With the today’s fast technological advancement, people can use many social devices. The Internet has changed everything almost everywhere. Students in higher institutions of learning have not been left behind as the Internet is being used for many social and educational purposes. Unlike in the past few years when one could browse the Web only through a few devices such as laptops and desktop computers, now people can access the Internet from numerous devices such as tablets, mobile phones and other similar gadgets. Therefore, Internet usage in colleges rises as people spend more time in the virtual world than in the real one. One can find things like online subjects and digital libraries in many colleges. With just a click, it is possible for a student to enter a classroom at the comfort of his/her room. With such developments the question remains, does the internet affect students in college? Since many scholars have tried to find out how the Internet effects students through valid researches, a literature review in this area will help in coming up with a conclusive argument.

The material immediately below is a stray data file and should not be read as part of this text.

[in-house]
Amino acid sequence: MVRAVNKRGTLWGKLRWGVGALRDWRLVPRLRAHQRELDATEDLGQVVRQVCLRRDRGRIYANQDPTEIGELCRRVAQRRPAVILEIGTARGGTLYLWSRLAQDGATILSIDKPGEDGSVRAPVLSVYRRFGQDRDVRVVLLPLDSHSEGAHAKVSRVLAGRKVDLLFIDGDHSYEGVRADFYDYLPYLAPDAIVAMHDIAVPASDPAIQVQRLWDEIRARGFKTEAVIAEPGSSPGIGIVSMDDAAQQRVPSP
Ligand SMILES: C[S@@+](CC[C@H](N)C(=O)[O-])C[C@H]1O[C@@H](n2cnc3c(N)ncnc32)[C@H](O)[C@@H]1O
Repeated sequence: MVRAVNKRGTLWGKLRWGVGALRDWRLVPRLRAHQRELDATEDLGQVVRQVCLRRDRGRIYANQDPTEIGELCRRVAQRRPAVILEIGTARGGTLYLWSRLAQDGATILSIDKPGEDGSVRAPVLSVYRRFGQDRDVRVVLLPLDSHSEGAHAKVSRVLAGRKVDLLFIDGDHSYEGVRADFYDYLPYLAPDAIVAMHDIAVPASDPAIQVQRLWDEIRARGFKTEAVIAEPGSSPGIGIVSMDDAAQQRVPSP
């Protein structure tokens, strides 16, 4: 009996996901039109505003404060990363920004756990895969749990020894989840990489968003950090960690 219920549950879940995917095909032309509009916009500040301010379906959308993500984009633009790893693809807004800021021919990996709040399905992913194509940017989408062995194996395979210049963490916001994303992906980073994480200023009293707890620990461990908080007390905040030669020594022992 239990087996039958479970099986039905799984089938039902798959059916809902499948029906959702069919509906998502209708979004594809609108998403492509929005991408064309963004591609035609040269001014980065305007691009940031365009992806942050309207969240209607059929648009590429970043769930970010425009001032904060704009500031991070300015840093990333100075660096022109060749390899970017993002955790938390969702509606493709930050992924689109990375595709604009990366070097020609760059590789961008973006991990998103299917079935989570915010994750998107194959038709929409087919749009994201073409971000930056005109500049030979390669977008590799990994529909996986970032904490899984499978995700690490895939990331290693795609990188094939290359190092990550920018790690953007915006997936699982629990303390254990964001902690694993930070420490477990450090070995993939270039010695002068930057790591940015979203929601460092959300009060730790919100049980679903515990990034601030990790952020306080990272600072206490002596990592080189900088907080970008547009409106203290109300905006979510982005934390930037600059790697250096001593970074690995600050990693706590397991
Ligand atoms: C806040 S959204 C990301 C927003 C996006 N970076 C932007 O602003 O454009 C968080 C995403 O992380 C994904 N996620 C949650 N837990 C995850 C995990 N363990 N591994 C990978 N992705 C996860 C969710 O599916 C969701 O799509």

A background study reveals that Internet usage for educational purposes begun in the 60s, 70s, 80s and the 90s. Internet usage in colleges started with the faculty members in the institutions of higher learning. Later, laboratories, offices, classrooms and student residence buildings were linked to high speed Internet in order to help students and professors in learning and teaching. Apart from using the Internet, college students are known for their role in the development of the Internet in terms of innovations and social networking. In fact, researchers argue that compared to the general population, college students have always been ahead in terms of Internet usage and development (Jones and Camille). Today, college students use the Web more than anybody else. In fact, the study performed by Jones shows that college students use the Internet on a daily basis since Internet devices are part of their daily communication. The same study reveals that most college students started using the Internet when they were 5-8 years old. Most college students also started using the Internet while at home and continued with the habit after entering college. Some of the identified areas of Internet usage include communication in form of mails and browsing for fun. Other areas include music browsing and direct messaging among other activities. Apart from communication purposes, Internet usage among college students is an essential part of their educational experience. This is because educational communication between lecturers and their students is highly reliant on the Internet. Access to digital libraries is also highly dependent on the Internet (Jones and Camille).